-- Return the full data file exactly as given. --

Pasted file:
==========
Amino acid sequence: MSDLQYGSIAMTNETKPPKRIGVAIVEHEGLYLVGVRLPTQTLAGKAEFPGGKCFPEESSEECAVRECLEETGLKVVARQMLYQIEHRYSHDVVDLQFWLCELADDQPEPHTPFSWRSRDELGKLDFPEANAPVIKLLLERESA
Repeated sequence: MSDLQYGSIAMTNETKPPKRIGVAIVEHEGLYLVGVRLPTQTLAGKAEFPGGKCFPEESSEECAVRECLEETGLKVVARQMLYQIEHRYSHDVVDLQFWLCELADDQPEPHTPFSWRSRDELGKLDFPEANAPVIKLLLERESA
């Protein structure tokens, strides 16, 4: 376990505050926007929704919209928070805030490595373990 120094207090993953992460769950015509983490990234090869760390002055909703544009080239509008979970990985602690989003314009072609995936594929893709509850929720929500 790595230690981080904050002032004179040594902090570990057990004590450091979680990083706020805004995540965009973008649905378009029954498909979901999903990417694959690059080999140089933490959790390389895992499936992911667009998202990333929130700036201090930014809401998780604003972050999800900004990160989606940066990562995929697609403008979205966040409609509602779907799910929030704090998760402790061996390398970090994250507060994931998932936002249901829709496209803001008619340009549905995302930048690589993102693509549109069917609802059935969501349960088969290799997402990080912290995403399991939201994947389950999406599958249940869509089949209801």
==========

Amino acid sequence: MSDLQYGSIAMTNETKPPKRIGVAIVEHEGLYLVGVRLPTQTLAGKAEFPGGKCFPEESSEECAVRECLEETGLKVVARQMLYQIEHRYSHDVVDLQFWLCELADDQPEPHTPFSWRSRDELGKLDFPEANAPVIKLLLERESA
Repeated sequence: MSDLQYGSIAMTNETKPPKRIGVAIVEHEGLYLVGVRLPTQTLAGKAEFPGGKCFPEESSEECAVRECLEETGLKVVARQMLYQIEHRYSHDVVDLQFWLCELADDQPEPHTPFSWRSRDELGKLDFPEANAPVIKLLLERESA
């Protein structure tokens, strides 16, 4: 376990505050926007929704919209928070805030490595373990 120094207090993953992460769950015509983490990234090869760390002055909703544009080239509008979970990985602690989003314009072609995936594929893709509850929720929500 790595230690981080904050002032004179040594902090570990057990004590450091979680990083706020805004995540965009973008649905378009029954498909979901999903990417694959690059080999140089933490959790390389895992499936992911667009998202990333929130700036201090930014809401998780604003972050999800900004990160989606940066990562995929697609403008979205966040409609509602779907799910929030704090998760402790061996390398970090994250507060994931998932936002249901829709496209803001008619340009549905995302930048690589993102693509549109069917609802059935969501349960088969290799997402990080912290995403399991939201994947389950999406599958249940869509089949209801």